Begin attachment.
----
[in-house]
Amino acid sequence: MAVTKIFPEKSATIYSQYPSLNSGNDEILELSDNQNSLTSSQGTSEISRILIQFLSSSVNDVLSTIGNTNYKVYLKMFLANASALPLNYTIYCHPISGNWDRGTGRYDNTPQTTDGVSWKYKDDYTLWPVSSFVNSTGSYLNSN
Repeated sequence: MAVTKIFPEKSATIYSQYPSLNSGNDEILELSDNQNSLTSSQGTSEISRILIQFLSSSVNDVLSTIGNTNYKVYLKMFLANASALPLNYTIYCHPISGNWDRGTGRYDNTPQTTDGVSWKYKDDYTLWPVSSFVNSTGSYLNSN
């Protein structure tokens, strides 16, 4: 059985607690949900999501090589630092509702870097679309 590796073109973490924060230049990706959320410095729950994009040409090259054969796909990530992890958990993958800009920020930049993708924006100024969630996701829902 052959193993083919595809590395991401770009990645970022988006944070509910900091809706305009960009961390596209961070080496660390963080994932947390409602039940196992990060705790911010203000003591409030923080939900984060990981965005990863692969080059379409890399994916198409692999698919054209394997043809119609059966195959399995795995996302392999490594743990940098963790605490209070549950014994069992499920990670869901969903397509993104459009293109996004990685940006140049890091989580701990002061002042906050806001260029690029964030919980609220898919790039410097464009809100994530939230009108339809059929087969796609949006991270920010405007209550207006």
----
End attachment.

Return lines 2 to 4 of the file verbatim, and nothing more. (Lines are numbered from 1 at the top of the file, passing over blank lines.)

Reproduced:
Amino acid sequence: MAVTKIFPEKSATIYSQYPSLNSGNDEILELSDNQNSLTSSQGTSEISRILIQFLSSSVNDVLSTIGNTNYKVYLKMFLANASALPLNYTIYCHPISGNWDRGTGRYDNTPQTTDGVSWKYKDDYTLWPVSSFVNSTGSYLNSN
Repeated sequence: MAVTKIFPEKSATIYSQYPSLNSGNDEILELSDNQNSLTSSQGTSEISRILIQFLSSSVNDVLSTIGNTNYKVYLKMFLANASALPLNYTIYCHPISGNWDRGTGRYDNTPQTTDGVSWKYKDDYTLWPVSSFVNSTGSYLNSN
């Protein structure tokens, strides 16, 4: 059985607690949900999501090589630092509702870097679309 590796073109973490924060230049990706959320410095729950994009040409090259054969796909990530992890958990993958800009920020930049993708924006100024969630996701829902 052959193993083919595809590395991401770009990645970022988006944070509910900091809706305009960009961390596209961070080496660390963080994932947390409602039940196992990060705790911010203000003591409030923080939900984060990981965005990863692969080059379409890399994916198409692999698919054209394997043809119609059966195959399995795995996302392999490594743990940098963790605490209070549950014994069992499920990670869901969903397509993104459009293109996004990685940006140049890091989580701990002061002042906050806001260029690029964030919980609220898919790039410097464009809100994530939230009108339809059929087969796609949006991270920010405007209550207006």